Requinto

From Wikipedia, the free encyclopedia
Jump to: navigation, search

The term requinto is used in both Spanish and Portuguese to mean a smaller, higher-pitched version of another instrument. Thus, there are requinto guitars, drums, and several wind instruments.

Wind instruments[edit]

Requinto was 19th century Spanish for "little clarinet".[1] Today, the word requinto, when used in relation to a clarinet, refers to the E-flat clarinet, also known as requint in Valencian language.[2]

Requinto can also mean a high-pitched flute (akin to a piccolo), or the person who plays it.[3] In Galicia, the word may refer to a wooden fife-like instrument held sideways.

Small guitar[edit]

Someone playing a requinto guitar.

See Also: Requinto Guitar

The requinto guitar has six nylon strings with a scale length of 530 to 540 millimetres (20.9 to 21.3 in), which is about 18% smaller than a standard guitar scale. Requintos are tuned: A2-D3-G3-C4-E4-A4 (one fourth higher than the standard classical guitar).

It was first introduced in popular music in 1945 by Mexican guitarist/vocalist Alfredo Gil of romantic music trio "Los Panchos."[4] Requinto guitars are also used throughout Latin America.

Requintos made in Mexico have a deeper body than a standard classical guitar (110 millimetres (4.3 in) as opposed to 105 millimetres (4.1 in)). Requintos made in Spain tend to be of the same depth as the standard classical.

Other stringed instruments[edit]

Portuguese Violas[edit]

Many Portuguese violas, such as the Viola braguesa, have smaller requinto versions also, called 'requinta'. The Viola Braguesa Requinta is tuned: A4 A3, C5 C4, F5 F4, C#5 C#5, E5 E5. [5] This tuning is a fifth above the standard Viola braguesa. [6]

Puerto Rican Tiples[edit]

In Puerto Rico, there are many small instruments called Tiple Requinto. These usually have 3 or 4 strings. See Tiple (Puerto Rico).

Colombian Tiple Requinto[edit]

The Colombian Requinto Tiple (or Tiple Colombiano Requinto) is smaller than a standard Tiple Colombiano, and is sometimes shaped more like a violin or Puerto Rican cuatro, or sometimes like a small guitar (smaller than the standard Tiple). It also has 12 strings and is also triple-strung, but the higher pitch means that all of the strings in the courses are tuned to unison. It is tuned D4 D4 D4, G4 G4 G4, B4 B4 B4, E4 E4 E4.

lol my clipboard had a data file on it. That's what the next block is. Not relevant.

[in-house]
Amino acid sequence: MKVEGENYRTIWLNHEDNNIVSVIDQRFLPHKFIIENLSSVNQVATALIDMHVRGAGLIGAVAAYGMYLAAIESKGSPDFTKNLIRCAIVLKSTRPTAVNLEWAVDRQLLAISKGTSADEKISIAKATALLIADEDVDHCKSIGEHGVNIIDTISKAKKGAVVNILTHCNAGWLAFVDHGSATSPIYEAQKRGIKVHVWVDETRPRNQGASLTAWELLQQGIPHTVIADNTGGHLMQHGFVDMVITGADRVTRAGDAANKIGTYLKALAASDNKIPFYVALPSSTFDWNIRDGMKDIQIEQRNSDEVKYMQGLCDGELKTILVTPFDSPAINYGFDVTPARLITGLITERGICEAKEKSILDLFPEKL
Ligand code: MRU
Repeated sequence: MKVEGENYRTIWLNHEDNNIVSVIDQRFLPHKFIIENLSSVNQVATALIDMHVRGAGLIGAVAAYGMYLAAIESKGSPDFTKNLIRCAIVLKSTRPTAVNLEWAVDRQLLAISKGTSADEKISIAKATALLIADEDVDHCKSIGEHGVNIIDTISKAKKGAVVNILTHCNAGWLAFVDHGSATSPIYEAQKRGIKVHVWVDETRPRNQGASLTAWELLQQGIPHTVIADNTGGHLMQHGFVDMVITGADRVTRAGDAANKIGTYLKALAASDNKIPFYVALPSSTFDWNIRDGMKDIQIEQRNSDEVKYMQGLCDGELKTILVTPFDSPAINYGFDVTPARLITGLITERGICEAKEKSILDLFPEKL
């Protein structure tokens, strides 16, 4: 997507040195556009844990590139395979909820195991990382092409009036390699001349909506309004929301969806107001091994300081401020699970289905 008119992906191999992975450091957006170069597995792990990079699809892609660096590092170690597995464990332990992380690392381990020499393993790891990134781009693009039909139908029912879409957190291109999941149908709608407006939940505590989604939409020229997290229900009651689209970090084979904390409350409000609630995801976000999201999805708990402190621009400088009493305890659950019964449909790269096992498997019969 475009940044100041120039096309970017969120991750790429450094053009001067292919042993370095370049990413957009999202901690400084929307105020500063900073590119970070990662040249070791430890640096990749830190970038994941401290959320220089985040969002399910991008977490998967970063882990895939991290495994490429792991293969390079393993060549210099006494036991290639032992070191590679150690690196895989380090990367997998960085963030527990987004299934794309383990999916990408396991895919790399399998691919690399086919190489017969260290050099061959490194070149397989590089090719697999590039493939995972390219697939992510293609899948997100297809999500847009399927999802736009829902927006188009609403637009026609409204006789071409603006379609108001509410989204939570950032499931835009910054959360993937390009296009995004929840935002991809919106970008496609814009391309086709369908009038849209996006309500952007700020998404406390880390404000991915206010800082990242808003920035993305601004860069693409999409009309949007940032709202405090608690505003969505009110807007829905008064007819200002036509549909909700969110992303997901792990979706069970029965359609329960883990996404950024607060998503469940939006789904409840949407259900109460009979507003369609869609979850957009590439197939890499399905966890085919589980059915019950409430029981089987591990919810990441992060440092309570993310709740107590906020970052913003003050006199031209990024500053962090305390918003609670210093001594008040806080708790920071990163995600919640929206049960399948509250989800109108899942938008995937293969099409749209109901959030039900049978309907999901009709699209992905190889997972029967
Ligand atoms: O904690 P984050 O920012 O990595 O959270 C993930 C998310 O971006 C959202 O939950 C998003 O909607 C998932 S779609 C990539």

Requinto Jarocho[edit]

The requinto jarocho or guitarra de son is a plucked string instrument, played usually with a special pick. It is a four- or five-stringed instrument that has originated from Veracruz, Mexico.

The requinto is used in conjunto jarocho ensembles. In the absence of the arpa, the requinto typically introduces the melodic theme of the son and then continues by providing a largely improvised counterpoint to the vocal line. See Requinto jarocho.

Small drum[edit]

The requinto drum is used in the Puerto Rican folk genre plena, wherein it is a small conical hand drum that improvises over the other drum rhythms.[7]

See also[edit]

References[edit]

  1. ^ Wessely, J. E.; Gironés (1888). A new pocket dictionary of the English and Spanish languages. Sampson Low, Marston, Searle, & Rivington. p. 212. 
  2. ^ Cohen, Richard Scott (2002). The musical society community bands of Valencia, Spain: a global study of their administration, instrumentation, repertoire and performance activities. Alta musica 23. Schneider. p. 148. ISBN 3-7952-1084-4. 
  3. ^ "meaning of requinto". SpanishDict. Curiosity Media, Inc. Retrieved 17 August 2010. 
  4. ^ "Documento sin título". Lospanchos.com. Retrieved 2015-11-29. 
  5. ^ https://pt.wikipedia.org/wiki/Violas_portuguesas
  6. ^ http://www.guitarrasdeportugal.com/#requinta
  7. ^ "Puerto Rican Bomba and Plena". Smithsonian Global Sound. Archived from the original on July 20, 2006. Retrieved March 10, 2007. 

External links[edit]